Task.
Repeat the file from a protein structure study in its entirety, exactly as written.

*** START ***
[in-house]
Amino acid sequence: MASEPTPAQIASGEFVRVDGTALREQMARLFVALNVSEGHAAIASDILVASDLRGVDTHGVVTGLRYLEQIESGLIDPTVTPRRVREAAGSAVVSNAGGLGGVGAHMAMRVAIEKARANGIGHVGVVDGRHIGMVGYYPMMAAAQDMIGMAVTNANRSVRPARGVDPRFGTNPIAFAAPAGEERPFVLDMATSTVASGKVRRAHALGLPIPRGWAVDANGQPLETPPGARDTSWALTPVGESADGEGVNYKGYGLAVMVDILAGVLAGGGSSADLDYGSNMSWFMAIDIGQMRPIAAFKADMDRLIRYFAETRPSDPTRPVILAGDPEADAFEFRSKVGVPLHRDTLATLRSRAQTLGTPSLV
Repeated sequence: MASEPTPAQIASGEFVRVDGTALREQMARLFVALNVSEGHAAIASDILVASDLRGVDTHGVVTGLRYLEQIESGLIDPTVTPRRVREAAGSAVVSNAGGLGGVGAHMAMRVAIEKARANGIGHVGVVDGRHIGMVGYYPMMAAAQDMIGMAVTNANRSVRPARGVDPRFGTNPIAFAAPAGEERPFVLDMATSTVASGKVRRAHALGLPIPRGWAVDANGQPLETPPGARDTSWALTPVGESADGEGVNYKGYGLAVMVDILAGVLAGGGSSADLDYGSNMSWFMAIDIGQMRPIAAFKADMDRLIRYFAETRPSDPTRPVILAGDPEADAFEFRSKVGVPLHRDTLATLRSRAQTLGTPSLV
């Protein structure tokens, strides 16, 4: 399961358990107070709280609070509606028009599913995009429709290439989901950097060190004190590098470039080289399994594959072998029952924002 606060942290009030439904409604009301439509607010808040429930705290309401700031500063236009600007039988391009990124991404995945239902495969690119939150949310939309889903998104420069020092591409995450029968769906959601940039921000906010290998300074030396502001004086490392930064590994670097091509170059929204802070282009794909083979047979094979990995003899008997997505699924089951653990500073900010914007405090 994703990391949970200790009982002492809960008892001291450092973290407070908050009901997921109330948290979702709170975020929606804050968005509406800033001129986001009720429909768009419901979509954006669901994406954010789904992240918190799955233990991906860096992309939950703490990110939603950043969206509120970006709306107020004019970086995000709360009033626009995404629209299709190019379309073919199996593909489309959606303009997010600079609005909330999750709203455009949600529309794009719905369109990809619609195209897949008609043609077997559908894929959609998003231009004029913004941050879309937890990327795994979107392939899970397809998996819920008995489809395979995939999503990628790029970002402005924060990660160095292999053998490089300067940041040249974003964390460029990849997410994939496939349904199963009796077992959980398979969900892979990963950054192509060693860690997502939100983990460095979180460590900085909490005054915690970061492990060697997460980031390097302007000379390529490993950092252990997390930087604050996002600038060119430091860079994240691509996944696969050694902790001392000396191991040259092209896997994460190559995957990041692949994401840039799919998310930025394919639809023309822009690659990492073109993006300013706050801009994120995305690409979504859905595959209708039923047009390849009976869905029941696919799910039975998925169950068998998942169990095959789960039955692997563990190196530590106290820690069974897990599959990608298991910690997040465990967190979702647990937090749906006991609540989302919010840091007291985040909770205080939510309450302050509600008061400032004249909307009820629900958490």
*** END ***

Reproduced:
[in-house]
Amino acid sequence: MASEPTPAQIASGEFVRVDGTALREQMARLFVALNVSEGHAAIASDILVASDLRGVDTHGVVTGLRYLEQIESGLIDPTVTPRRVREAAGSAVVSNAGGLGGVGAHMAMRVAIEKARANGIGHVGVVDGRHIGMVGYYPMMAAAQDMIGMAVTNANRSVRPARGVDPRFGTNPIAFAAPAGEERPFVLDMATSTVASGKVRRAHALGLPIPRGWAVDANGQPLETPPGARDTSWALTPVGESADGEGVNYKGYGLAVMVDILAGVLAGGGSSADLDYGSNMSWFMAIDIGQMRPIAAFKADMDRLIRYFAETRPSDPTRPVILAGDPEADAFEFRSKVGVPLHRDTLATLRSRAQTLGTPSLV
Repeated sequence: MASEPTPAQIASGEFVRVDGTALREQMARLFVALNVSEGHAAIASDILVASDLRGVDTHGVVTGLRYLEQIESGLIDPTVTPRRVREAAGSAVVSNAGGLGGVGAHMAMRVAIEKARANGIGHVGVVDGRHIGMVGYYPMMAAAQDMIGMAVTNANRSVRPARGVDPRFGTNPIAFAAPAGEERPFVLDMATSTVASGKVRRAHALGLPIPRGWAVDANGQPLETPPGARDTSWALTPVGESADGEGVNYKGYGLAVMVDILAGVLAGGGSSADLDYGSNMSWFMAIDIGQMRPIAAFKADMDRLIRYFAETRPSDPTRPVILAGDPEADAFEFRSKVGVPLHRDTLATLRSRAQTLGTPSLV
């Protein structure tokens, strides 16, 4: 399961358990107070709280609070509606028009599913995009429709290439989901950097060190004190590098470039080289399994594959072998029952924002 606060942290009030439904409604009301439509607010808040429930705290309401700031500063236009600007039988391009990124991404995945239902495969690119939150949310939309889903998104420069020092591409995450029968769906959601940039921000906010290998300074030396502001004086490392930064590994670097091509170059929204802070282009794909083979047979094979990995003899008997997505699924089951653990500073900010914007405090 994703990391949970200790009982002492809960008892001291450092973290407070908050009901997921109330948290979702709170975020929606804050968005509406800033001129986001009720429909768009419901979509954006669901994406954010789904992240918190799955233990991906860096992309939950703490990110939603950043969206509120970006709306107020004019970086995000709360009033626009995404629209299709190019379309073919199996593909489309959606303009997010600079609005909330999750709203455009949600529309794009719905369109990809619609195209897949008609043609077997559908894929959609998003231009004029913004941050879309937890990327795994979107392939899970397809998996819920008995489809395979995939999503990628790029970002402005924060990660160095292999053998490089300067940041040249974003964390460029990849997410994939496939349904199963009796077992959980398979969900892979990963950054192509060693860690997502939100983990460095979180460590900085909490005054915690970061492990060697997460980031390097302007000379390529490993950092252990997390930087604050996002600038060119430091860079994240691509996944696969050694902790001392000396191991040259092209896997994460190559995957990041692949994401840039799919998310930025394919639809023309822009690659990492073109993006300013706050801009994120995305690409979504859905595959209708039923047009390849009976869905029941696919799910039975998925169950068998998942169990095959789960039955692997563990190196530590106290820690069974897990599959990608298991910690997040465990967190979702647990937090749906006991609540989302919010840091007291985040909770205080939510309450302050509600008061400032004249909307009820629900958490």